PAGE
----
seclab welcomes its new members!
To facilitate your successful settlement in the SKKU ECE and seclab, you are encouraged to take the following steps in the specified order:
- Set up your desk in the office #27317, Eng. 2. You need to get the 4-digit secret code from a lab member to access to the office.
- Set up your computer. To install some necessary software (e.g. Windows OS), you can borrow DVDs from the office #27421, Eng. 2.
- Set up your network environments. For doing this, please discuss the lab’s system admin (Eunsoo Kim); you should create your own accounts to use seclab server and WordPress, respectively (probably, you can find many useful documents and templates from our file server — “seclab.skku.edu”).
- Install a LaTeX distribution on your machine (in order to actually compile LaTeX documents, you also need to install an editor. For windows, the most used editors are probably Texmaker and TeXnicCenter). LaTeX is the de-facto standard for the communication and publication of scientific documents (see LaTeX resources and examples).
- If you don’t have a SKKU account, then create it at http://www.skku.edu. Please use your English name rather than nickname for your official SKKU account if you can (it would be helpful for you if you want to pursue a career in the academy).
- Please provide your regular weekly timetable to Prof. Hyoungshick Kim via email. It will be helpful to reschedule the lab events.
- If you don’t have Google and Dropbox accounts, then create them. We use Google Calendar which should make scheduling events easier and Dropbox which should make file sharing easier. Provide your account information to Prof. Hyoungshick Kim via email.
- If you don’t have a personal web page, then create it. Otherwise, update it with your new status, contact information, and affiliation. Create a link from your record in the People page to your home page.
- Please check the minimum requirements for Seclab students.
- “Graduate School Survival Guide”
- “Mihir Bellare’s educational resources”
- “The illustrated guide to a Ph.D.”, (by Matt Might)
- “10 easy ways to fail a Ph.D.”, (by Matt Might) (the Korean version)
- “The Researcher’s Bible”, (by Alan Bundy)
- “Managing your supervisor”, (by Toby Walsh)
- “Managing your supervisor”, (by Nick Feamster)
- “3 qualities of successful Ph.D. students”, (by Matt Might)
- “PhD Know-how”, (in Korean by Yoon Sup Choi)
- “Things every PhD student should know”, (in Korean by Changhyun Kwon)
- “Ph.D. Students Must Break Away From Undergraduate Mentality”, (by Jason Hong)
- “15 pieces of advice I wish my PhD advisor had given me”, (by Jim Kurose)
- “How to read a paper”, (by S. Keshav)
- “How to Read a Technical Paper“, (by Jason Eisner)
- “How to write a great research paper”, (by Simon Peyton Jones)
- “How to write top conference papers in security?”, (by Yongdae Kim)
- “How (and How Not) to Write a Good Systems Paper”, (by Roy Levin and David D. Redell)
- “How to Write a Good (Systems) Paper”, (by Gernot Heiser)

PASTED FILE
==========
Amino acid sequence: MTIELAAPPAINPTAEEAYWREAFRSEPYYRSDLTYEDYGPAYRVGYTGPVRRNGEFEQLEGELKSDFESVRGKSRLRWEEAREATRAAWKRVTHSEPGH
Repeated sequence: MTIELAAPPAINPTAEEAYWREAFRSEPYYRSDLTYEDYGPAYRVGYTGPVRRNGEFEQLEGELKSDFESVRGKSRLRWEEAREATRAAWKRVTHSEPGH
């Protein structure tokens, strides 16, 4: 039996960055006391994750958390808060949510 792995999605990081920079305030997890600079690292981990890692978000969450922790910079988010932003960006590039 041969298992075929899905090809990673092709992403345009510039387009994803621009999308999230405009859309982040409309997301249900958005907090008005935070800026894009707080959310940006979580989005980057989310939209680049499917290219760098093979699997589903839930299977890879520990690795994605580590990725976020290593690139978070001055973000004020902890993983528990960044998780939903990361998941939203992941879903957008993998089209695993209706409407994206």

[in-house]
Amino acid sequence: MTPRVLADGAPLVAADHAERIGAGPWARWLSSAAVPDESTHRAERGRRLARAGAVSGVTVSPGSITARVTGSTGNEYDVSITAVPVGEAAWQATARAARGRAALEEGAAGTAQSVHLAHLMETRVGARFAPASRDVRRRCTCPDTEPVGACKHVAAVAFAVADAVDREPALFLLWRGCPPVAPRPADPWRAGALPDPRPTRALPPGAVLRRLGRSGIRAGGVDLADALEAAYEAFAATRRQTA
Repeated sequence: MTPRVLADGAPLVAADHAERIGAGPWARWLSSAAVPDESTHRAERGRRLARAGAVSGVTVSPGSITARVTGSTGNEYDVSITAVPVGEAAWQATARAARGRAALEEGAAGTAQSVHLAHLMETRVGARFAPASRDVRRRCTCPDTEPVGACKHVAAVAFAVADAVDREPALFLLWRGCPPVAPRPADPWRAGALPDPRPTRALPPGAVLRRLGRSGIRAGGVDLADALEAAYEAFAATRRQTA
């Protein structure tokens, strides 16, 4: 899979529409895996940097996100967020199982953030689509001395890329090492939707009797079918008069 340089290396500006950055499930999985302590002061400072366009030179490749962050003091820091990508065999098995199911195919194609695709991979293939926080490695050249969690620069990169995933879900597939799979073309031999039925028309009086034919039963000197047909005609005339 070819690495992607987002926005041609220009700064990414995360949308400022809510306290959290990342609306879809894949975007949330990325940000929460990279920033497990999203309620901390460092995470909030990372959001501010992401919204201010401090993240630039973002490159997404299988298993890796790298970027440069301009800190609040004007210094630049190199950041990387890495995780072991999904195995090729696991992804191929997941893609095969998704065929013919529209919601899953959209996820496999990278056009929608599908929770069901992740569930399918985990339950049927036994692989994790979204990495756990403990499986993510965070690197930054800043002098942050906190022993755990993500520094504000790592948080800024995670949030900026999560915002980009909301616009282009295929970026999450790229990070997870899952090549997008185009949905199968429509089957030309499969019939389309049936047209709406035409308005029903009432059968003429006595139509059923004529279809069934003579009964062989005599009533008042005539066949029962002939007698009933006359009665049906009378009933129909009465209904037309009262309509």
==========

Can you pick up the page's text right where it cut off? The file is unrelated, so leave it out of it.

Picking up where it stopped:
- “How To Write A Dissertation”
- “How to Write Research Papers”, (by Tao Xie)
- “How to Respond to a Revise and Resubmit”
- “Writing Rebuttals”
- “Storytelling 101: Writing Tips for Academics” (by Nick Feamster)
- “Writing a Literature Review”
- “What is a Survey Paper” (by Jennifer Wong)
- “Mathematical Writing”, (by Donald E. Knuth)
- “How do I write a good research paper?” (by Andrew J. Ko)
- “Catchy Titles Are Good: But Avoid Being Cute” (by Jacob O. Wobbrock)
- “Writing a position paper”
- “10 tips for writing a truly terrible journal article” (by Bert Blocken)
- “Writing a good introduction” (by Jim Kurose)
- “Writing reviews for systems conferences“, (by Timothy Roscoe)
- “Networking on the Network”, (by Phil Agre)
- “Attending an academic conference”, (by Michael Ernst)
- “The Travel Grant HOWTO”, (by Christian Kreibich)
- “How to write a good email to your supervisor”, (in Korean by Changhyun Kwon)
- “Presenting a Technical Talk”, (by Nick Feamster)
- “How to Give an Academic Talk”, (by Paul N. Edwards)
- “How to give a good research talk”, (by Simon Peyton Jones)
- “Armando’s Paper Writing and Presentations”, (by Armando Fox)
- Presenter Travel Award Letter Example
How to research
- “Research Patterns” (by Nick Feamster)
- “Common Pitfalls in Writing about Security and Privacy Human Subjects Experiments, and How to Avoid Them”, (by Stuart Schechter)
- Introduction to computer security at YouTube
- Computer system security at MIT OCW
- Information security at SJSU
- Software security at ASU
- Seed Labs
- Learning computer security
- Developing Secure Systems at PITT
- Software Defined Networking Lab
- Free Malware Analysis and Reverse Engineering
- Moss (for detecting software plagiarism)
- Number Theory for Cryptographers
- A Computational Introduction to Number Theory and Algebra (by Victor Shoup)
- Programming Language
- C language: A list of books, Programming practice problems
- C and C++ courses: MIT OCW course
- GDB: quick reference, tutorial, user manual
- Python: If you are new to Python, you may find it valuable to work through the code academy Python tutorials, Introduction to Computer Science and Programming (at MIT) or Google’s Python class; Problem Solving with Algorithms and Data Structures using Python; Python Tutorials for security applications; please see a free textbook (Python for Informatics).
- Programming challenges: Baekjoon Online Judge, leetcode and Codeforces
- Big and Little Endian
- Offensive Security Tools
- CTF: guideline
- Radare2: document for self learning, r2pipe for scripting, cutter for GUI
- Utility to decode or encode base64 and other formats
- Utility to generate cryptographic hashes including MD5, SHA1
- Network Security Tools
- SSL Security test: https://www.ssllabs.com/ssltest/index.html
- Security paper
- IoT Security
- Usable Security